Plan for the various contingencies, including worst-case and best-case scenarios. Think in terms of stakeholder questions, costs, communications and resources. For example, these are a few top-of-mind questions we’ve been hearing from clients:
- How is the transition period affected by a deal or no deal? If we have a no deal scenario, then there is no transition period. This means items such as social security, GDPR, and the movement across borders of goods and people would be negotiated in a priority order, and any interim approach may not be clear, e.g. carry on as is or not? At the moment, even if there is a deal and fine points are negotiated – the transition period is already squeezed and has not been adjusted to end any later than December 2020, despite the ongoing Brexit timeline delays. The European Commission also offers preparedness information:
- When is the right time to move people? Many companies took a “wait and see” approach in 2018. But more organizations are relocating individuals on a case-by-case basis this year versus waiting. Corporate group move decisions, on the other hand, seem more dependent on whether it’s a deal or no-deal scenario. With dates being stretched, significant group moves are often more likely to be on hold. The challenge for companies here is to make sure they keep their top talent and talent pipeline, even when Brexit goalposts continuously change. Not doing so could cost companies money, time, resources, productivity and, most importantly, precious knowledge and talent potential – all of which must be factored into any Mobility and relocation timing plans.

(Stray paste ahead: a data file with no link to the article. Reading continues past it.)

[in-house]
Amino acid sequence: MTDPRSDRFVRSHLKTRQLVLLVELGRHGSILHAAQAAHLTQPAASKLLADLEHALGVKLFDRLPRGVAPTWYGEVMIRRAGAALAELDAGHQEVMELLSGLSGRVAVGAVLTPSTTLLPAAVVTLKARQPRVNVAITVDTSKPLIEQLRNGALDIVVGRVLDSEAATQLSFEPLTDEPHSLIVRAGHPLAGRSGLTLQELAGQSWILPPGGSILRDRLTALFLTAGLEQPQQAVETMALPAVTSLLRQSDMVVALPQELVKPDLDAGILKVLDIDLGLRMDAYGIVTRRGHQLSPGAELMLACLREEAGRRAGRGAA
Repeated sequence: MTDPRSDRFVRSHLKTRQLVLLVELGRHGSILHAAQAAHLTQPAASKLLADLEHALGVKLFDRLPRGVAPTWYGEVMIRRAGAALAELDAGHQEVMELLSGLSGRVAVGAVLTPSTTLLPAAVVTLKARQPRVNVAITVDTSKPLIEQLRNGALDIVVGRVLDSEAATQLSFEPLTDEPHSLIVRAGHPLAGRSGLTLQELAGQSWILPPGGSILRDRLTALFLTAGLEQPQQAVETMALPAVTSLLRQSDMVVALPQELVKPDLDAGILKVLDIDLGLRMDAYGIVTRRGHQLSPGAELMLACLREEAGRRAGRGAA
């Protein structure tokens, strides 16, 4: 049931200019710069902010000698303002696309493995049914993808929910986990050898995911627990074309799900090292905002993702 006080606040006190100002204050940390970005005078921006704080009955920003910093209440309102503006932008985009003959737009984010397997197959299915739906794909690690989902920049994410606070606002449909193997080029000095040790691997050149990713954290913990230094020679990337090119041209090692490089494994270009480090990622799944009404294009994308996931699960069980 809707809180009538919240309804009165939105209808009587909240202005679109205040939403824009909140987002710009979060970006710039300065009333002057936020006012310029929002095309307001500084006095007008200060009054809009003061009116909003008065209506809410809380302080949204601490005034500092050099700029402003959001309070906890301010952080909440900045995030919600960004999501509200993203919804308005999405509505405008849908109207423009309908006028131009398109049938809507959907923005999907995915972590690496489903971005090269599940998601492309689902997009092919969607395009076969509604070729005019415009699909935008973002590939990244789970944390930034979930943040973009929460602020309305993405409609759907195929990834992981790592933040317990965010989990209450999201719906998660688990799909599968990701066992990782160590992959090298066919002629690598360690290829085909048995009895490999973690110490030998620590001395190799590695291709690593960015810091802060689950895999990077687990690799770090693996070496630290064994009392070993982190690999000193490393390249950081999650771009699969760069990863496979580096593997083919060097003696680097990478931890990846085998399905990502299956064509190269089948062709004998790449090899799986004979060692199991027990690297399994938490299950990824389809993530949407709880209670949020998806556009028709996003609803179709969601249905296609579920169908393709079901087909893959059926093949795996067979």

- What are the social security implications of the different Brexit scenarios? Some countries have already announced they would maintain current cross-EU level arrangements with the UK. But others could go back to the older bi-lateral arrangements. Mobility professionals need to track the country-by-country decisions.
- What is the impact within the EU for UK nationals from an immigration perspective? This is most likely going to vary by country based on each country’s specific settled status application process. Again, it will require following the decisions of individual countries.